Tale of Two ‘Mids’

by Andy Dappen

Black Diamond Mega Light

While a variety of pyramid-styled tents have come and gone over the decades, the most enduring product in this category is Black Diamond’s Mega Light. Originally the Mega Light, was the ultralight alternative to the Megamid. Made of silnylon rather than polyurethane-coated nylon, it was a good pound lighter than its older brother. Because this category of product appealed to ultralight advocates who were aggressively shedding weight, the Mega Light eclipsed the sales of the older Megamid and the original heavier brother was eventually dropped by Black Diamond. My own Megamid was emblematic of the situation –  I owned a Megamid one but once I started using a Mega Light, the heavier brother never got used and I sold it rather than let it mildew in the basement.

For about a decade now, the Mega Light has treated me superbly and receives a week or two of service each year. I love using it when conditions allow, although it’s neither the best choice of tents during mosquito season nor if your travel companion object to floorless tents (my wife, for example, wants a cocoon separating her from bugs, mice, and snakes).

Having used the Mega Light for many years, I know it’s solidly made and that the little touches from the vents at the top, to the front zipper design, to the Fastex buckle holding the bottom of the front door closed are all well-conceived and well made.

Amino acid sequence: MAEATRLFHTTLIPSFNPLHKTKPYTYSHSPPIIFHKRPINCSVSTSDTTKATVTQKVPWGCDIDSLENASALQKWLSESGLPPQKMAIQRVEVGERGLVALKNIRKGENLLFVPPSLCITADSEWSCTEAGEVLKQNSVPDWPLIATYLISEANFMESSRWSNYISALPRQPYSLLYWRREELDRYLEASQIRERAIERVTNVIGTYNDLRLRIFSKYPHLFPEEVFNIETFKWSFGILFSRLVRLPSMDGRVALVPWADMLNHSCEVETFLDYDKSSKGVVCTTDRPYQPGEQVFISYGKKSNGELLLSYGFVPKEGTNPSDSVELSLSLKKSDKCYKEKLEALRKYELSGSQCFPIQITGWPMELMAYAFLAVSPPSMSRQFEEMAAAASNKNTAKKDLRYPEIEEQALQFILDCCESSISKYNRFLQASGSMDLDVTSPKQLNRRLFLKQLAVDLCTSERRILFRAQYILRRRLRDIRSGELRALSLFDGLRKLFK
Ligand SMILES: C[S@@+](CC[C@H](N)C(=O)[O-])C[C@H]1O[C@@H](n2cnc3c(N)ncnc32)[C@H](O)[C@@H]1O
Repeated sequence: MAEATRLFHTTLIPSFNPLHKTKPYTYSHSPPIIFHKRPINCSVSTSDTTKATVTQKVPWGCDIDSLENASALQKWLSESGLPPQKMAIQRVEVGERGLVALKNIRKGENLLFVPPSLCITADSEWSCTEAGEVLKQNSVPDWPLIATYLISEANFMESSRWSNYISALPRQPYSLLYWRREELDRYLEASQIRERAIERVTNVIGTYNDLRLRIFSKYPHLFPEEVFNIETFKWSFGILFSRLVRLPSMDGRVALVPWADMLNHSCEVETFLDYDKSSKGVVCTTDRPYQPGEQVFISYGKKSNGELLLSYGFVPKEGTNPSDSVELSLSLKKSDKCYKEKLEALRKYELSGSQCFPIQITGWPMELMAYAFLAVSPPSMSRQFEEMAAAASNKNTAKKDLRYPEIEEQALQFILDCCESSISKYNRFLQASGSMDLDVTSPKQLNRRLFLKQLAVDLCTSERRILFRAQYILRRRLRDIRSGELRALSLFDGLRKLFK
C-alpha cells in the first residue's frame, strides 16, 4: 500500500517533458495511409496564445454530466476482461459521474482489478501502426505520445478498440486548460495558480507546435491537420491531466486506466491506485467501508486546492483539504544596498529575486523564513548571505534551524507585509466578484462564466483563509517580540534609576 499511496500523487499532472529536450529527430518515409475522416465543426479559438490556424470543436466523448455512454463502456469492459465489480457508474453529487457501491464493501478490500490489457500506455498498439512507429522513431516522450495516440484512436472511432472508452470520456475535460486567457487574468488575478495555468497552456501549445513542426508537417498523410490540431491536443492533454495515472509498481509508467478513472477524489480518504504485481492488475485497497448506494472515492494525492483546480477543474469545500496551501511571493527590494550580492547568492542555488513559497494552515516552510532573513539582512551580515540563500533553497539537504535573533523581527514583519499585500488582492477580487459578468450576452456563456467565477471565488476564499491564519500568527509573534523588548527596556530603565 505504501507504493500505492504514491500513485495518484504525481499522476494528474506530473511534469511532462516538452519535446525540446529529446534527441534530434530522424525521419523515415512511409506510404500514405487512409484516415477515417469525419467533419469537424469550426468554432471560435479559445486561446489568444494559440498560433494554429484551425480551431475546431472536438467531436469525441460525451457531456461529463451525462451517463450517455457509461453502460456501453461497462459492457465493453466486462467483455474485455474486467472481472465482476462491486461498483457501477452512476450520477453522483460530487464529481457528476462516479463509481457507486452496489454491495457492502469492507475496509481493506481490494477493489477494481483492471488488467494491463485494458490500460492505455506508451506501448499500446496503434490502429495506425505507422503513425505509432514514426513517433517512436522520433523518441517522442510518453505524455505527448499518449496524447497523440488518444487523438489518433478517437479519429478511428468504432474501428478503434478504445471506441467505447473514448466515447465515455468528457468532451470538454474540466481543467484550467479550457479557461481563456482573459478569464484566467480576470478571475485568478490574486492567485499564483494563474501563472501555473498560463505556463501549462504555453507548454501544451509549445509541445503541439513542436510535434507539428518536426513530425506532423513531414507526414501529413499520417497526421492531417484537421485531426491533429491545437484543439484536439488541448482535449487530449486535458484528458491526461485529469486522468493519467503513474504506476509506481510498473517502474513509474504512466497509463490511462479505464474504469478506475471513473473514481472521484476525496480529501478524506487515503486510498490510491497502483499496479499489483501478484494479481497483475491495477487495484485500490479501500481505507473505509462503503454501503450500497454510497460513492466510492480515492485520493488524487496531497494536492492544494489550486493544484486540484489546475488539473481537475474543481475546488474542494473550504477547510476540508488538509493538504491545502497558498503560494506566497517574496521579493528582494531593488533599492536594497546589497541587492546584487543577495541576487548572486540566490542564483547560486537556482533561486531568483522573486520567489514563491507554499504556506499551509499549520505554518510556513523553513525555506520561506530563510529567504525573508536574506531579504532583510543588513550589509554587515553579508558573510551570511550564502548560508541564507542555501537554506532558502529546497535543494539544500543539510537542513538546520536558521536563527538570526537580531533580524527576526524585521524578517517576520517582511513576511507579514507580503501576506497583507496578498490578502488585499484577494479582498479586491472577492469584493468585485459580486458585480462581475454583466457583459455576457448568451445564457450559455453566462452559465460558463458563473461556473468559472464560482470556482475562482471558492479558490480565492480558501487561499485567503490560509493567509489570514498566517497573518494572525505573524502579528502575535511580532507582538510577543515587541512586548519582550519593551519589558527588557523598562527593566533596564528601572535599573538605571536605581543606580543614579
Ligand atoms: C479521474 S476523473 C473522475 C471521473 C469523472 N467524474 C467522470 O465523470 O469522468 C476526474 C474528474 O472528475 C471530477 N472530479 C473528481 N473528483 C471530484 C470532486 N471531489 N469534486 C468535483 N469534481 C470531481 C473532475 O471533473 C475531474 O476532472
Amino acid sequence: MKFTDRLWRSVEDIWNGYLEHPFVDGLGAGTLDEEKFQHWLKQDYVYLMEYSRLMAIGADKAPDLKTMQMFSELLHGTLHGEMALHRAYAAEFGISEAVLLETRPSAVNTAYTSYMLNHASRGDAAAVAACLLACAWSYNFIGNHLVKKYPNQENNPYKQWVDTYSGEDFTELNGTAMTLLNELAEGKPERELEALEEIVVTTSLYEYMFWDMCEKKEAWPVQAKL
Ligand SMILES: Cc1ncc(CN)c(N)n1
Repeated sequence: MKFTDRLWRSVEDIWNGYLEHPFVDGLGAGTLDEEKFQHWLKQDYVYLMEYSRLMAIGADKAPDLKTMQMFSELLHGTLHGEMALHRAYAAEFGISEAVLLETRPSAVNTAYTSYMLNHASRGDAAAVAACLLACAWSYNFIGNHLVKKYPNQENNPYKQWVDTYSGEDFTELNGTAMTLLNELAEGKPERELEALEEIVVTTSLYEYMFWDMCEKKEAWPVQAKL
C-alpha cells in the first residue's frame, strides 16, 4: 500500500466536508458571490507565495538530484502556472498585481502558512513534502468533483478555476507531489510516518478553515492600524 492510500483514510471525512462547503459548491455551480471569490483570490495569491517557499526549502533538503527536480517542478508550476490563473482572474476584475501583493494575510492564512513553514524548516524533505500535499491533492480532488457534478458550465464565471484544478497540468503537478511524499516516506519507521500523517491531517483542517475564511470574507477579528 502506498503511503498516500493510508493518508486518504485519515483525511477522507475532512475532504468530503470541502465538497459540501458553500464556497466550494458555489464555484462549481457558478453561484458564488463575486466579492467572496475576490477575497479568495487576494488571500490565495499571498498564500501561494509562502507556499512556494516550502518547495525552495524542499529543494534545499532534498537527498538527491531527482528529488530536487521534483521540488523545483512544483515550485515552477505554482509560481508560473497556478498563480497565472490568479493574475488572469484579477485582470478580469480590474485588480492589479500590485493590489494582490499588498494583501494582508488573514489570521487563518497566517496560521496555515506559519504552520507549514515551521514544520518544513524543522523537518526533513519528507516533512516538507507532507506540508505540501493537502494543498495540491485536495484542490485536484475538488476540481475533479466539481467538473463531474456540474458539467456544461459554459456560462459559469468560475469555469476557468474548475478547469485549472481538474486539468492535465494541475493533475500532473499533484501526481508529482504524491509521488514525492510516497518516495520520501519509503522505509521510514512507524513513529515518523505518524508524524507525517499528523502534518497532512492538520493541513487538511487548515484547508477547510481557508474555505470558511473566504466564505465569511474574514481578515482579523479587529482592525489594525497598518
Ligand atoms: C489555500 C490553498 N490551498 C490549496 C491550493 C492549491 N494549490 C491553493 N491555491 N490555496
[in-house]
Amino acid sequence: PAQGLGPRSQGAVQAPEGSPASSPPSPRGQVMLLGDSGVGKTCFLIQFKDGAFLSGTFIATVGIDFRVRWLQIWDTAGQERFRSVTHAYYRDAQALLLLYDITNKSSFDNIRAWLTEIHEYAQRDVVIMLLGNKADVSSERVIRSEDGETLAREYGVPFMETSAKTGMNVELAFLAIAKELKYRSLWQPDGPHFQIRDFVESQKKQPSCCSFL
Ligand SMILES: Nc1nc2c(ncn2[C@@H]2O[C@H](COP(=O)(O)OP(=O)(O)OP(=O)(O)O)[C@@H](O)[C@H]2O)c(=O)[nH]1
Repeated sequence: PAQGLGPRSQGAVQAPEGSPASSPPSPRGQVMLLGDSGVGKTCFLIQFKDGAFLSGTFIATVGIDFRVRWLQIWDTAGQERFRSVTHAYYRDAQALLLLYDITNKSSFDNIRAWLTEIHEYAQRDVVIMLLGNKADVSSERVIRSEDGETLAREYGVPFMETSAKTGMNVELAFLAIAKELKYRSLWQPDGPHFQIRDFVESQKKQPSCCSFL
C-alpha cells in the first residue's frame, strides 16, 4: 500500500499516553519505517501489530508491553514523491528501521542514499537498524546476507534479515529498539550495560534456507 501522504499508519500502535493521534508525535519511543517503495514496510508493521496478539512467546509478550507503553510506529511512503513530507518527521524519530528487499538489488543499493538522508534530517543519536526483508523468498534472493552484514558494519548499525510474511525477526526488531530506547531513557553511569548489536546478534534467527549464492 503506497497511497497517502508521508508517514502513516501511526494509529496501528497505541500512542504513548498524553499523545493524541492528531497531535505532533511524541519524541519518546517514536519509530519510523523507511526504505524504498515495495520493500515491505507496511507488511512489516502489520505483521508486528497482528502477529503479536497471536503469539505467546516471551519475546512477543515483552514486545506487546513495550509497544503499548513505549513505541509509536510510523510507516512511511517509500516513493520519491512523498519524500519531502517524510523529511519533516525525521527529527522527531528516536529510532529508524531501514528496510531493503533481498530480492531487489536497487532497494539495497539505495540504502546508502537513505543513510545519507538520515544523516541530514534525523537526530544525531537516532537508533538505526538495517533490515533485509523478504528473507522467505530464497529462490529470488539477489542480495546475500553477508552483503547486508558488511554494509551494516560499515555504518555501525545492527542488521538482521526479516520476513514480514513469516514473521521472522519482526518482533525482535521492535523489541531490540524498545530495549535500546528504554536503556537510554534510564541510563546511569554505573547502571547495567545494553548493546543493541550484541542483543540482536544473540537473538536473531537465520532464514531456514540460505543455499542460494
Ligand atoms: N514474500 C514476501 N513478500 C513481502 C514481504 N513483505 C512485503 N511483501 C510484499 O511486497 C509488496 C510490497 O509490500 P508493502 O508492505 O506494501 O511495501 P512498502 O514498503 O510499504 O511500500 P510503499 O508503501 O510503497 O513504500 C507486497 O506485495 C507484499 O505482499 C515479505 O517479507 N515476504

The 20 denier silnylon used for the tent is also surprisingly strong. Because silicone impregnation strengthens the base fabric rather than weakens it (as is the case with polyurethane coatings), silnylon  products are just as strong as heavier polyurethane-coated products. The Mega Light may feel flimsy, but mine has weathered many a stormy night and stiff wind.

I’ve never pitched the Mega Light in winds much stronger than 40 miles per hour and cannot attest to how all that surface area holds up to terrible wind conditions. This being said, I’ve been out in the mountains when the recorded winds on nearby ridges exceeded 100 miles per hour while I was able to find sheltered areas where the winds were much milder. The take home message: This is not be the best structure if you know you will be pitching it in wind-ravaged areas, yet many of us moving through the mountains in ultralight fashion, have the flexibility to find lee slopes, groves of trees, or other sheltered areas offering protection from howling winds.

On the downside my gripes about the Mega Light are few. First, I’d personally enjoy the choice of a brighter color. When sitting out poor weather a bright interior (rather than a blue one) is a mood enhancer. Next, in windy conditions the light fabric flaps faster and is noisier than the original Megamid. The noise elevates one’s anxiety when sitting out a storm. My solution is to insert ear plugs – if you can’t hear a tent flapping in the wind, does it really flap?

Finally, I like to roll open the front door of the structure and tie the front flaps back so that I’m sitting in a structure with a full-frame view of the outdoors. The Mega Light has tie-back loops allowing this but small tweaks to the design and placement of these ties would make their use more elegant.